On the other hand, it is well established that increased numbers of proinflammatory M1-like macrophages can lead to insulin resistance.32 Han et al.33 reported that the c-Jun NH2 terminal kinase 1 (JNK) signal transduction pathway is needed for proinflammatory macrophage polarization. In these mice, only the macrophages that did not express JNK were sensitive to insulin. Similarly, Saberi et al.10 demonstrated that deletion of another inflammatory pathway, the inhibitor of IkB kinase/nuclear factor kB pathway, reduces obesity-induced insulin resistance in mice.

In addition, the PPARγ pathway plays an active role in macrophage activation and has beneficial effects on inflammatory, adipokine, and lipid profiles.34 PPARγ is required for maturation of alternatively activated M2 macrophages, and when this pathway is disrupted, mouse models are more likely to develop diet-induced obesity (DIO) and insulin resistance.35 In humans, pioglitazone increases levels of adiponectin, an adipocyte-specific protein which has both insulin sensitizing and anti-inflammatory effects.36,37 Of note, selective activation of PPARγ in adipocytes, independent of macrophages, improves insulin sensitivity.34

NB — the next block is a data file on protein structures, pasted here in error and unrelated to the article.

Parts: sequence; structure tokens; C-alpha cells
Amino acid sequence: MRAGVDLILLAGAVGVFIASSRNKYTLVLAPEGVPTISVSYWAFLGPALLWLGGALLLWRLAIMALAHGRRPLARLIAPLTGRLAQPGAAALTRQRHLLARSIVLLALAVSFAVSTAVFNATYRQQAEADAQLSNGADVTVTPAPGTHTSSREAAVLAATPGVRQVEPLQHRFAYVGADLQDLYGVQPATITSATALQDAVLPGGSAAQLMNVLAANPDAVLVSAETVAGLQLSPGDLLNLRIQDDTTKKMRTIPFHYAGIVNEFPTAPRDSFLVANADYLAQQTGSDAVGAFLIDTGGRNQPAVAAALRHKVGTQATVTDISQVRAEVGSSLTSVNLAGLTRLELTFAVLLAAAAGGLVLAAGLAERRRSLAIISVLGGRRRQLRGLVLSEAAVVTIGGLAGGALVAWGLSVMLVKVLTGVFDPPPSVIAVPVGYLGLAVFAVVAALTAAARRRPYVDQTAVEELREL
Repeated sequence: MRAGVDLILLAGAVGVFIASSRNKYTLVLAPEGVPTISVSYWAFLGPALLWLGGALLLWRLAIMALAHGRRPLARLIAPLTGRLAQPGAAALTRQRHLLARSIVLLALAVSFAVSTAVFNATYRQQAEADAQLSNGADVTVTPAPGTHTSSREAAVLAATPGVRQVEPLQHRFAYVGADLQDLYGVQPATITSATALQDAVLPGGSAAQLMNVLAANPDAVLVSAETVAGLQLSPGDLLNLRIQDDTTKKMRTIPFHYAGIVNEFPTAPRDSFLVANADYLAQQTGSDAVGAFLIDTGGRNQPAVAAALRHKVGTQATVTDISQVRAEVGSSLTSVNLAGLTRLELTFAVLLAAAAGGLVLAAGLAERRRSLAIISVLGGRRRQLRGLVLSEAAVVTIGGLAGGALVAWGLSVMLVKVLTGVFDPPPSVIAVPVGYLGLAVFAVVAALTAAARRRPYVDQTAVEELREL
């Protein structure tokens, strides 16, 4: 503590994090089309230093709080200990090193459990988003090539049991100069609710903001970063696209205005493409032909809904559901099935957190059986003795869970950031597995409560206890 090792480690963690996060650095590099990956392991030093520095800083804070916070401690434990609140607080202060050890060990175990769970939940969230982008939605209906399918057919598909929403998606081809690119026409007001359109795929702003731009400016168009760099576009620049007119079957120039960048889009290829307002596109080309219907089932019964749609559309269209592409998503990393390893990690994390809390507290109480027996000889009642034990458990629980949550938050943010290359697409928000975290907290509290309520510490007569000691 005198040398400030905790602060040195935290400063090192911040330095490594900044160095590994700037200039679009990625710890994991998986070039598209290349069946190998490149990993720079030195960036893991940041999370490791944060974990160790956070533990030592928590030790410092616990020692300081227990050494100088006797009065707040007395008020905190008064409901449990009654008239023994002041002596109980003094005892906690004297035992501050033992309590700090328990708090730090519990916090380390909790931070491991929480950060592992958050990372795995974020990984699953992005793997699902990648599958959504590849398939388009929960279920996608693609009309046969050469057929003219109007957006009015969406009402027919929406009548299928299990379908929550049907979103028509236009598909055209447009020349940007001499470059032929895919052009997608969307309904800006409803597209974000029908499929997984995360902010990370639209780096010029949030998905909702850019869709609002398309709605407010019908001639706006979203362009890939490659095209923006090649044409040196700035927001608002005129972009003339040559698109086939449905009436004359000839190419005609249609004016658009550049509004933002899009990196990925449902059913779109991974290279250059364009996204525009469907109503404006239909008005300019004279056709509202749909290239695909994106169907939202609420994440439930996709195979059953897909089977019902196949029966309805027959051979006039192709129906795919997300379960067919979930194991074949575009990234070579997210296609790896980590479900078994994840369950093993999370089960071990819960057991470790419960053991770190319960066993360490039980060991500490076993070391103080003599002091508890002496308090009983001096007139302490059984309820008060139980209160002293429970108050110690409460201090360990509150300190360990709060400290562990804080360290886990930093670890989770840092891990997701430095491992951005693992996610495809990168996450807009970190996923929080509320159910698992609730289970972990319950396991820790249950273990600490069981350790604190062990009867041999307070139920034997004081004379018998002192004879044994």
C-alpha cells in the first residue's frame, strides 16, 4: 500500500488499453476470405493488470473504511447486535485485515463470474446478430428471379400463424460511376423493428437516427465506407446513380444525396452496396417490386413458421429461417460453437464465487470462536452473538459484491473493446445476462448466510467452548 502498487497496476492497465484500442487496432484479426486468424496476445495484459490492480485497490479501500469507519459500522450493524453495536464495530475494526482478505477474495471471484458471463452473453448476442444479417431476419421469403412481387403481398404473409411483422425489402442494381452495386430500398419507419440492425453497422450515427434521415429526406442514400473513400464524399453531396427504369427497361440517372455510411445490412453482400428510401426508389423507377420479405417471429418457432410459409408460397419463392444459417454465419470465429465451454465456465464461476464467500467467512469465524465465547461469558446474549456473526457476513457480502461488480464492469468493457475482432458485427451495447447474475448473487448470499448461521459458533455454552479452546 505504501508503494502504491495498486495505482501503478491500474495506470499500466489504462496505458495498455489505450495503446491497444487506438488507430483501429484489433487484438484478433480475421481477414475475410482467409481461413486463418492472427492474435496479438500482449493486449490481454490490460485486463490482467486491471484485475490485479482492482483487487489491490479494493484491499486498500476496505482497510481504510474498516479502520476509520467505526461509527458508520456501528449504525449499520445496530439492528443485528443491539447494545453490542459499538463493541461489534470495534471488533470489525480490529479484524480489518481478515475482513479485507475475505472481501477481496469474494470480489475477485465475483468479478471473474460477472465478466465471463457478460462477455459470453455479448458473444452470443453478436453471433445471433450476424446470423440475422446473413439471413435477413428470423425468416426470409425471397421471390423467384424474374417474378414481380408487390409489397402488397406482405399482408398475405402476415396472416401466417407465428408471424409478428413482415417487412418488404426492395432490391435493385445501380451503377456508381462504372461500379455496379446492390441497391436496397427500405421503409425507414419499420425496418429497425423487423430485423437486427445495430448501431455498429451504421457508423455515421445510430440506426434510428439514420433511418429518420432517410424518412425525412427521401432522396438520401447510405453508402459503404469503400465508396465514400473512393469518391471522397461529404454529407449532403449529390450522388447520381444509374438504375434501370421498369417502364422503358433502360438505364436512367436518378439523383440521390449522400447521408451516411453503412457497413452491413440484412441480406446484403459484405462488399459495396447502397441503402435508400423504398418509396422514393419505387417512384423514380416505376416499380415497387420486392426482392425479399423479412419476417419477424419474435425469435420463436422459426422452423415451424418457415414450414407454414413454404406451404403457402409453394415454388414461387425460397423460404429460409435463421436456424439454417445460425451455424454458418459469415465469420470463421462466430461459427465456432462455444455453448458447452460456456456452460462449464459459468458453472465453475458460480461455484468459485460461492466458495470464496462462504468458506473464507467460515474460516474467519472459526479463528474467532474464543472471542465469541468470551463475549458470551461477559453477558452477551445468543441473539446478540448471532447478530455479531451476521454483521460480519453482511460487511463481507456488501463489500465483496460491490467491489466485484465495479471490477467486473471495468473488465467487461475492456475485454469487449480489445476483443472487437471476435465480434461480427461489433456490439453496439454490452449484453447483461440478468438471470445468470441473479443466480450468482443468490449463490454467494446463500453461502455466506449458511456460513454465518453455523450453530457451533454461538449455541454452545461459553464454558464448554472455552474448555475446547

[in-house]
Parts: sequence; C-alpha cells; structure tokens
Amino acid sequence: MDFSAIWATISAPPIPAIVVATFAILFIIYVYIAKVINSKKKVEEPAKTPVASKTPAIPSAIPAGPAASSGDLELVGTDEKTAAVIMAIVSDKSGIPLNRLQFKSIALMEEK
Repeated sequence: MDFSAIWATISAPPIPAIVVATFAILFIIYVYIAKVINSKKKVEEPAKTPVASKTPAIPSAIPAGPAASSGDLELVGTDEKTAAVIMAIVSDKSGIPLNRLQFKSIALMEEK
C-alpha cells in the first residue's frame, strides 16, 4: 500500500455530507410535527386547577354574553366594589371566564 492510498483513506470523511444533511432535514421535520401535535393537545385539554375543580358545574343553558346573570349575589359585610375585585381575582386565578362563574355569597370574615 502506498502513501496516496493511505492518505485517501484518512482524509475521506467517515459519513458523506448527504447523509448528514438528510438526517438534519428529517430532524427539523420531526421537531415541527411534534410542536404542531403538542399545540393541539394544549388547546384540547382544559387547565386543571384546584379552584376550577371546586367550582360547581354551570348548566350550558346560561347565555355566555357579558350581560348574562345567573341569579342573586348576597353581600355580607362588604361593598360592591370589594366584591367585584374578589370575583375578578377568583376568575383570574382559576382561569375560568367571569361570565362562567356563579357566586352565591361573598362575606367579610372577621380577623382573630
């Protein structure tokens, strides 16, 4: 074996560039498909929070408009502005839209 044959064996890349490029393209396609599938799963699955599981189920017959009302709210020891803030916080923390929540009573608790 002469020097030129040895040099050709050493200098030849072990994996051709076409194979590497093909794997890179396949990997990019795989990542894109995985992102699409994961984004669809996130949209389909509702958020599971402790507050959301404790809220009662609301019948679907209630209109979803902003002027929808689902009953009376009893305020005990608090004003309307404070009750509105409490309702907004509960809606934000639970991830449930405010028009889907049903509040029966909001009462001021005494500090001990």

More recently, plasminogen activator inhibitor-1 (PAI-1), a circulating serine protease inhibitor and hemostatic agent, has been identified as an important inflammatory marker.38 Plasma PAI-1 levels vary proportionally to FFA levels in humans, a finding that has been demonstrated both in lean healthy volunteers and obese subjects with type 2 diabetes.39,40 Furthermore, Kishore et al.41 showed in vivo that elevating FFA concentrations in healthy humans stimulated the expression and production of PAI-1 by ATMs, accompanied by higher serum levels of PAI-1 as well as FFA-induced insulin resistance. This study supported the hypothesis that ATMs are primarily responsible for increased production of PAI-1 in response to elevated serum FFA levels, since increased PAI-1 gene expression in ATMs was reported after FFA infusion, whereas circulating monocytes had low PAI gene expression both before and after FFA infusion. In addition, the authors demonstrated in vitro that adipocyte-conditioned medium was needed to stimulate macrophages to produce PAI-1, suggesting that adipose tissue creates a local paracrine environment to promote PAI-1 production by ATMs.41 Mathew et al.42 also recently demonstrated in nondiabetic humans that lipid infusion to increase FFA to levels observed in obesity and type 2 diabetes was associated with a significant increase in PAI-1 levels. Thus, there is evidence in humans that PAI-1 production by ATMs plays a role in development of insulin resistance.